Archive for April, 2015

Hitler’s Last Witness

Posted: April 16, 2015 in Books, World War II

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After being seriously wounded in the 1939 Polish campaign, Rochus Misch was invited to join Hitler’s SS-bodyguard. There he served until the war’s end as Hitler’s bodyguard, courier, orderly and finally as Chief of Communications.

On the Berghof terrace he watched Eva Braun organize parties; observed Heinrich Himmler and Albert Speer; and monitored telephone conversations from Berlin to the East Prussian FHQ on 20 July 1944 after the attempt on Hitler’s life. Towards the end Misch was drawn into the Fuhrerbunker with the last of the ‘faithful’. As defeat approached, he remained in charge of the bunker switchboard as his duty required, even after Hitler committed suicide.

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Misch knew Hitler as the private man and his position was one of unconditional loyalty. His memoirs offer an intimate view of life in close attendance to Hitler and of the endless hours deep inside the bunker; and provide new insights into military events such as Hitler’s initial feelings that the 6th Army should pull out of Stalingrad.

Hitler’s Last Witness is a one of a kind book – very few people can claim to have been as close to Hitler as Misch was, and even fewer survived to write a book about their experiences.  What is especially admirable about Misch’s book is how objective and apolitical it manages to be.  There is no glorification, and there is no condemnation either.  Misch is able to be completely neutral – acknowledging the faults of Hitler and the party, whilst also readily praising their positive aspects.

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Unfortunately, the weak point is frequently Misch himself.  He regularly makes references to how insignificant he considers himself to be, and doesn’t really understand why people would be interested in reading about his experiences.  While this may award him several thousand points for humility, it’s not exactly what a reader want to hear!  We want to be interested and engaged.  Telling us that what we’re reading isn’t very important isn’t exactly motivating!

Of course, Misch’s concerns are completely unfounded.  This is a great book, showcasing a very intimate part of history, and presented very well.  Well worth checking out for anyone into Hitler’s personal life, or the internal workings of the Third Reich.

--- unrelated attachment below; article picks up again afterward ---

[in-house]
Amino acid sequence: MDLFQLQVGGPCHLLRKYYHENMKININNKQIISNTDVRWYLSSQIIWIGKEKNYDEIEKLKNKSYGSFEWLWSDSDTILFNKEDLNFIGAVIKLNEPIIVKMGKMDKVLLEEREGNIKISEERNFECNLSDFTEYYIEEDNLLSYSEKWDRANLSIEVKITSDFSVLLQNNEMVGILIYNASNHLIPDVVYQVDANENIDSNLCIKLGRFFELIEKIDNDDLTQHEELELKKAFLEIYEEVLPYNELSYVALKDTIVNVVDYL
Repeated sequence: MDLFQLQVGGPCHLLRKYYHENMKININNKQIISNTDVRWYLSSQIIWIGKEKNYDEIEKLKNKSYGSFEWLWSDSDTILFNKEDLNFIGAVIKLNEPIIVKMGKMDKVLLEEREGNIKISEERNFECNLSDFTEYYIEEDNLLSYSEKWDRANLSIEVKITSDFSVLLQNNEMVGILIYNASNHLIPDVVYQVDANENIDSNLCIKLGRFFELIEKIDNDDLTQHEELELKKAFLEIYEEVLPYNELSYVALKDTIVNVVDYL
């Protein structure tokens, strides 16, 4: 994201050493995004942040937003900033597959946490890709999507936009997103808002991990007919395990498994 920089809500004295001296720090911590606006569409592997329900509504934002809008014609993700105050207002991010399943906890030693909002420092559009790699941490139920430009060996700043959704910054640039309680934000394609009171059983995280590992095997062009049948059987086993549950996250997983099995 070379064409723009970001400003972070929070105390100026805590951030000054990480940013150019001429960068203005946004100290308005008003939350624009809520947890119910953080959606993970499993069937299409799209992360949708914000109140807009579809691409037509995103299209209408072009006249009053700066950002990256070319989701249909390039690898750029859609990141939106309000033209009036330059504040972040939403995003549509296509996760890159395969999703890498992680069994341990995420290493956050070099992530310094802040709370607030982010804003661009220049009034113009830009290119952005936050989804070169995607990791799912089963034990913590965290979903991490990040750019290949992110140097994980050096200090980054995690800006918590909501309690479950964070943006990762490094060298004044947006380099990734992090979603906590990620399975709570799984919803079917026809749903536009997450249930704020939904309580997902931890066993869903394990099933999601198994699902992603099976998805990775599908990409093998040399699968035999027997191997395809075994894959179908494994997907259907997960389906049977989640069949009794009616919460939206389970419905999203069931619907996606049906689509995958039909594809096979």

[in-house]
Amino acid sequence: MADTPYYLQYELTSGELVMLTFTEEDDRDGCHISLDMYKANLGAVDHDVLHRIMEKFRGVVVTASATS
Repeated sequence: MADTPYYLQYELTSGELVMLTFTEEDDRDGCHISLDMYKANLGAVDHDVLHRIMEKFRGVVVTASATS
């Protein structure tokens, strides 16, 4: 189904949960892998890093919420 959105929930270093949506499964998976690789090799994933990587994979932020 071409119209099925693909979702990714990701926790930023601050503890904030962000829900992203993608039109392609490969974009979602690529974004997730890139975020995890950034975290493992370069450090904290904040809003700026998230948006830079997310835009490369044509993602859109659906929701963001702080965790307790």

Tank Battles of World War I

Posted: April 10, 2015 in Books, Tanks, World War I

A new writer joins our ranks this week, as we welcome Spike Direction, offering us the low down on Bryan Cooper’s “Tank Battles of World War I”

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According to the back cover of this book, it’s been out of print for thirty years and is highly sought after.  Well, little dust jacket, I’ll have to take your word for it on the second part, but a quick examination of the inside confirms this book was first written in 1974 and reprinted last year by Pen & Sword, presumably in time for the 100th anniversary.

This book deals with the development of the tank before and during World War I and the key battles of the Tank Brigade (brilliantly code-named The Heavy Section in the early days), as well as the struggles against the absolute indifference of certain figures in the British Army and government, who were holding out for the chance to win the war with a glorious cavalry charge, and failed to see the potential of this new machine to save soldier’s lives.

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Tank Battles of World War I is brief at eighty-four pages of text, though since the subject area in question is very specific I feel it covers all relevant information sufficiently.  Value is added by a bumload of photo pages, covering the prototype models ‘Little Willie’ and ‘Big Willie’, through to the Mark VII and Whippet tanks in action against the German A7V with it’s preposterous crew of 18, as well as appendices with schematics and vital statistics for all the British Tanks and maps of the battlefields tanks fought over.

As a history enthusiast with a basic working knowledge of the period I found this book very interesting and informative, particularly striking to me was the weird juxtaposition of the birth of modern mechanised warfare with the primitive, Flintstones-level technology being used (the cover shows this marvellously with the fellow releasing a carrier pigeon through a hole in a tank’s armour like something from Dad’s Army, also notable is the fact that the poor souls crewing the tanks often ended battles passed out on the deck with carbon monoxide poisoning!).  Also illuminating was the difference between ‘male’ and ‘female’ tanks, a description I was aware of but have only now learned the significance of.

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All in all this is well worth reading for anyone interested in WWI, and can be polished off in a day should you fancy filling your afternoon with tales of daring, very gradual, CO poisoned charges across no-man’s land, wearing chainmail masks.